A threatened unilateral ban on the import of beef and the fudge over Britain's membership of the inner circle of countries running the single currency have left a nasty taste in the mouth in the closing weeks of the Luxembourg presidency of the European Union.
A sweeter note was struck with the agreement between the European Commission and Parliament over the budget for the final two years of the Socrates student exchange programme, which includes Erasmus, that British universities did so much to pioneer.
That it failed to grab wider attention should be no surprises as even its enthusiasts are fond of pointing out that the Socrates programme could be doubled for the price of one day's Common Agricultural Policy payments. But the outcome for universities, which only a few months ago were expressing frustration at the bureaucracy bugging Socrates contracts to support staff and student exchanges, is substantial.
The Socrates deal means a Ecu70 million (Pounds 46 million) boost to the programme over two years and could mean an extra 10 per cent for Erasmus projects, depending on the progress of consultations between the commission and member states in coming weeks, The deal is a vindication for members of the European Parliament who, shocked by the initial suggestion of an increase of only Ecu25 million, demanded Ecu100 million and raised up the commission's Ecu50 million proposal. It is a vindication too of the EU's conciliation process, which turned potentially wounding confrontation into positive compromise.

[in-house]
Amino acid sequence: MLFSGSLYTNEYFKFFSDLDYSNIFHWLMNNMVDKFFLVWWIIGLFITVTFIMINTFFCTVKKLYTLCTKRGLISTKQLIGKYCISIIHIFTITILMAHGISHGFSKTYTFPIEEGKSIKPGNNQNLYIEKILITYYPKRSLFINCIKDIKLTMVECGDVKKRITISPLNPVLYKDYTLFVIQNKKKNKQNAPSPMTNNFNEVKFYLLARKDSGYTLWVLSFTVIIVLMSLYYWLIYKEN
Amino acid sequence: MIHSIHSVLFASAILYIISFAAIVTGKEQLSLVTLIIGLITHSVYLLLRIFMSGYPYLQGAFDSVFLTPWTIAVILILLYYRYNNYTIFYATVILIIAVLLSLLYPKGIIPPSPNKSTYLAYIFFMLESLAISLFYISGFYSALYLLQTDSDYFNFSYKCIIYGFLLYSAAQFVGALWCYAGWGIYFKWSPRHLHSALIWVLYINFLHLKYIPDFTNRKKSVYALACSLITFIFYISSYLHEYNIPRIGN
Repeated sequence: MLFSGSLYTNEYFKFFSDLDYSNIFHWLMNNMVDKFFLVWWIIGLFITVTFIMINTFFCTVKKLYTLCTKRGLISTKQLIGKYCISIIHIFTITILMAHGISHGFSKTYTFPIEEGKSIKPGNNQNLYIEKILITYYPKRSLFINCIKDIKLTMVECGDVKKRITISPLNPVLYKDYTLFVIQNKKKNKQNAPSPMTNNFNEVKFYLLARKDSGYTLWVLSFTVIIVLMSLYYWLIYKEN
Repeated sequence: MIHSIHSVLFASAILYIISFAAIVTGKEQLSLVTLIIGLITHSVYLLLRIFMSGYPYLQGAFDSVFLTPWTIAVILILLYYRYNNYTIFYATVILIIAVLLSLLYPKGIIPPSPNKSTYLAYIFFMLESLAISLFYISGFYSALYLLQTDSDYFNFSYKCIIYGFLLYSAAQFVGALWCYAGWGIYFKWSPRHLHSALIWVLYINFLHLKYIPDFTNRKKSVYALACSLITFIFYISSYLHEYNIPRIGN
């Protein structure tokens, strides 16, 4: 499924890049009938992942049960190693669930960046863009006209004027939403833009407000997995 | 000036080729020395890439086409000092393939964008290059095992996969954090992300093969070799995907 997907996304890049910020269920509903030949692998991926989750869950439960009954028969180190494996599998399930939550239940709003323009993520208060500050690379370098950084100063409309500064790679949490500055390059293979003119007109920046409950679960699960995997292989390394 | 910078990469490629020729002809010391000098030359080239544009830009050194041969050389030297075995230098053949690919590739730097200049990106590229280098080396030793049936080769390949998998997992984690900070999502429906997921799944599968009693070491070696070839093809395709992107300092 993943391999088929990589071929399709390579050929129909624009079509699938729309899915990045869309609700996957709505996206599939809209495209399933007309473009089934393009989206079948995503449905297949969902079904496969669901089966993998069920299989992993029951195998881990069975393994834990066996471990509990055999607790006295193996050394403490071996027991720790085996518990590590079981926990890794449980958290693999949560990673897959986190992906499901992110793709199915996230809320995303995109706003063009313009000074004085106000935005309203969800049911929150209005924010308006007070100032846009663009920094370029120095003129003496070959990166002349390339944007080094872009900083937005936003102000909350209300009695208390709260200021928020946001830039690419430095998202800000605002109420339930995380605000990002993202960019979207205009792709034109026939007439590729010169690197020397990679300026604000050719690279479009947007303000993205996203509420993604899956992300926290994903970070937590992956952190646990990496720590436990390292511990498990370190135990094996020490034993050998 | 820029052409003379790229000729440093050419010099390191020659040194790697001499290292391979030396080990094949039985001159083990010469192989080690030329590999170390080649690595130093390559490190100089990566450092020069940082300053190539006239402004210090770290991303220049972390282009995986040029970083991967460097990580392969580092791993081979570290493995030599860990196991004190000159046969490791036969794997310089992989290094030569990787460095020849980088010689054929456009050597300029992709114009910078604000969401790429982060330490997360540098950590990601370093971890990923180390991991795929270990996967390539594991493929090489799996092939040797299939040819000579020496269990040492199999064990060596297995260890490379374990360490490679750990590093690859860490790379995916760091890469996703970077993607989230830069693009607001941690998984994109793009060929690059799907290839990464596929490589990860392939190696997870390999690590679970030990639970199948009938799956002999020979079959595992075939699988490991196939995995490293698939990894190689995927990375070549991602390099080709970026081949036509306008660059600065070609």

Despite their summertime blues, many British universities, too deeply enmeshed in Socrates/Erasmus partnerships to play it alone, have confirmed their applications for funding. More than 100 additional institutions across the EU have joined.
But Edith Cresson, the commissioner for research, innovation, education and youth, accepts the increase amounts only to 10 per cent over two years. This leaves little room for growth, especially since demand for Socrates involvement far outstrips the total available budget. Growth there will inevitably be. For the remainder of Socrates' term covers the period of accession of up to six new partners - Cyprus and the sounder economies of central and eastern Europe - which are already seeking genuine reciprocal exchanges with universities and other educational institutions in the EU.
Socrates is achieving a volume of academic exchanges that individual institutions could not expect to match through bilateral exchanges. In 1997 alone, for example, there were more than 100,000 Erasmus students on mobility schemes; European activities in 1,480 universities in 18 partner countries, involving almost 30,000 teaching staff and a plethora of transnational projects covering key areas of educational and social concern.
As the presidency passes to Britain, the opportunity to influence the allocations and smooth the path to greater student mobility and a wider appreciation of the European dimension in higher education is there to be seized. In the United Kingdom, the longer-term impact of the Pounds 1,000 tuition fee on courses that incorporate a significant period of study abroad is still unclear.
There is evidence, however, of a worrying fall in the numbers of UK students studying at institutions in other European countries. Perhaps the Socrates/Erasmus deal may help to arrest the decline and ensure that at least some student mobility in Europe will continue, and perhaps grow, in a practical expression of the aim of placing Britain at the heart of Europe.